On March 15, 2016, LADWP got City Council endorsement for a five-year rate change. The new rates, which will begin April 15, 2016 with rate expansion every year to accompany the needs and key standards:
Supplant Aging Water and Power Infrastructure.
Change Water and Power Supplies.
Enhance Customer Service.
LADWP is focused on keeping the rate increase more affordable than nearby energy providers to homeowners. While rate increments are never simple, Residential customers will see an 3.8% escalation with their utility rates. They will incur a combined average increase in their water and power bill of about 3% every year for the next five years. High energy consumers in the top 10% of water and power use will pay 5.3% more on average per year.
What this means for homeowners with Solar
If you currently have a solar system that’s installed on your home, then pat yourself on your back. With solar, the power rate increase will have a minimal effect on your savings. How so? Because with solar you are still under agreement with the LADWP net metering energy program. This means that you’ll still be sending any excess solar to their grid so that you can use that electricity in the future when you need it which in turn keeps you in the tier one rate.
What this means for homeowners without Solar
As a homeowner that still depends on power from LADWP, you’ll looking at a higher electric bill especially toward the coming summer months when the cost per kw/h increases during the peak hours. For homeowners that have minimal power expense at a tier one rate your electric cost maybe effected subsequently. For those in higher tiers, a solar system will be a significant factor to become energy independent and eliminating any rate increase. Whether leasing or purchasing solar, the cost of installation is less than the cost of paying the utility. This is how saving will be generated in the home.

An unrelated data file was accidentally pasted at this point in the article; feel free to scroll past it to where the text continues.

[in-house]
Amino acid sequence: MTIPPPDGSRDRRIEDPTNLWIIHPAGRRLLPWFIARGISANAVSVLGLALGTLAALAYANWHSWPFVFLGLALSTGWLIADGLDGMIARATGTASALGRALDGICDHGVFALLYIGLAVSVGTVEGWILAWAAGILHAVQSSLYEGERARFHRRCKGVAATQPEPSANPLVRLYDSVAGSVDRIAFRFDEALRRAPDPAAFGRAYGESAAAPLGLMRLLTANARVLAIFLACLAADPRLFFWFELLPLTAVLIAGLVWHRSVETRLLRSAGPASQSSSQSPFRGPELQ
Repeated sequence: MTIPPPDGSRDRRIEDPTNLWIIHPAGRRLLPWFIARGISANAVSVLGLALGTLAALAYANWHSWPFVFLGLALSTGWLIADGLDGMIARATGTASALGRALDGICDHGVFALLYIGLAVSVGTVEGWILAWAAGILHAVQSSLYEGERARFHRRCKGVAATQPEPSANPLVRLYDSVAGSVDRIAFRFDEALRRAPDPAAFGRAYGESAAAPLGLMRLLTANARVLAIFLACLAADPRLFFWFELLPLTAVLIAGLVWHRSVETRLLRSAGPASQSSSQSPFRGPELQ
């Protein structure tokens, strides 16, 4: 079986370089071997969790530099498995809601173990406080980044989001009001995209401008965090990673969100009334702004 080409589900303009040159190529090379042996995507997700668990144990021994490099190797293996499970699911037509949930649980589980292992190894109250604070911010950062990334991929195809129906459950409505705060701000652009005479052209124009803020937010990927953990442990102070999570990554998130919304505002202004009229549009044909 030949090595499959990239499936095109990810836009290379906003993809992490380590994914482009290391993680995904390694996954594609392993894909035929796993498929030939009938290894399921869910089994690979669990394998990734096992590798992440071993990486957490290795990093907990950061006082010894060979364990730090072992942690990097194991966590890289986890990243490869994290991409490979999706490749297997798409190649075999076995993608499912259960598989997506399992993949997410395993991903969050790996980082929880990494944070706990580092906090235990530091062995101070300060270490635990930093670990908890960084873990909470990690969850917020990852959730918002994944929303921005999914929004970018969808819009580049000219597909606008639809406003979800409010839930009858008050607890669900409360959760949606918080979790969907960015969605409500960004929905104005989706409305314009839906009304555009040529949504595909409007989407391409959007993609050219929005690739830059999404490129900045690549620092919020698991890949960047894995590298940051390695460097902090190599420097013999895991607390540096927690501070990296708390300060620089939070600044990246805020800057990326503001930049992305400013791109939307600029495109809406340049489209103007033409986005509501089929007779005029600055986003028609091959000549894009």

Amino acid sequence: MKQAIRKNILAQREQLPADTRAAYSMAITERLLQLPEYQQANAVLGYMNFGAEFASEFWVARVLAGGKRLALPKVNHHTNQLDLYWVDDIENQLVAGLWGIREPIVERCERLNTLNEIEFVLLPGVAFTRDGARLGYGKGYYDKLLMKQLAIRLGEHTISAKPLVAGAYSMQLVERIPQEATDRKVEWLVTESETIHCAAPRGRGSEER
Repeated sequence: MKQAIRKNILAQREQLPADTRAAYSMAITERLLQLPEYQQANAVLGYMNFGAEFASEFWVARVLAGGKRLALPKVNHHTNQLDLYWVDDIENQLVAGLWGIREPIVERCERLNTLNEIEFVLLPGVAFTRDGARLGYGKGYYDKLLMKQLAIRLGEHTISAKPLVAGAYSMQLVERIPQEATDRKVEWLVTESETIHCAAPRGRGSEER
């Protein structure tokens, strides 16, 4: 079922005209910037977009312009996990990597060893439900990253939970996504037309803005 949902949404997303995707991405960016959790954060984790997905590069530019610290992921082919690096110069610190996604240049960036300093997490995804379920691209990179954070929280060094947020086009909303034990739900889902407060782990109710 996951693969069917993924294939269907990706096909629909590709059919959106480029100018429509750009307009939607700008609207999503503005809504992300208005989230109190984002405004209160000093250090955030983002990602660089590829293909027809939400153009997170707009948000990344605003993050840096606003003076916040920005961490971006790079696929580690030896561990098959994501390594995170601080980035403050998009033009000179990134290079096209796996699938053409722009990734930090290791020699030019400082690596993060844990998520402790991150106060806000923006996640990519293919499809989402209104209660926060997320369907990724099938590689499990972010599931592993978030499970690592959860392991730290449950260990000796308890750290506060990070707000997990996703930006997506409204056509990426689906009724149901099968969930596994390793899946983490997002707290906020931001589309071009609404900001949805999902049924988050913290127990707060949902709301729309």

As LADWP will keep on extending projects and measures that help improve the customer experience through improving their infrastructure and service, there will be expenses incurred on the customer’s behalf. Here are 3 ways to help reduce high power bills:
1. Understand and better manage your energy usage
Learn how the household consumes power. Consider how many people reside in the home, their age, and their particular lifestyle. A teenager will use energy different way than a homemaker. Also, it’s wise to be aware of what appliances are used during peak hours that may consume the most energy. This can be running the a/c unit, charging an electric vehicle, or using the vacume.
2. Leverage energy in a better way
There are many ways to reduce power consumption costs by revaluating how energy is being distributed in the home with a simple DYI energy audit. Some homeowners that I spoke to cut close to 50% of their energy with minor updates and quick fixes to save more energy and money. The attic, livingroom, kitchen, bathroom, and bedroom are a great areas in the home to audit. You can revisit the attic insulation, check for any air leaks reducing heating temperature 7-10 at night. To add, consider adding energy efficient appliances and replacing lighting with LED or halogen bulbs.
3. Install solar in the home to offset a high electric bill
Many homeowners may not want change or conserve their energy consumption. Their household lifestyle demands power and there's no better solution other than to offset the power that being provided by LADWP. Hence, considering a solar installation is the best option. With an average of 5.5 hours (per day) of direct sunlight in Southern California annually, solar has the potential to offset a home’s energy usage by 100%. This means your bill with LADWP will be $0. To achieve such an offset, certain factors must be taken into place such as your home’s orientation to the sun, possible shading interference, and efficiency and size of the solar panels themselves.
Photo credit: (c) Steven Puetzer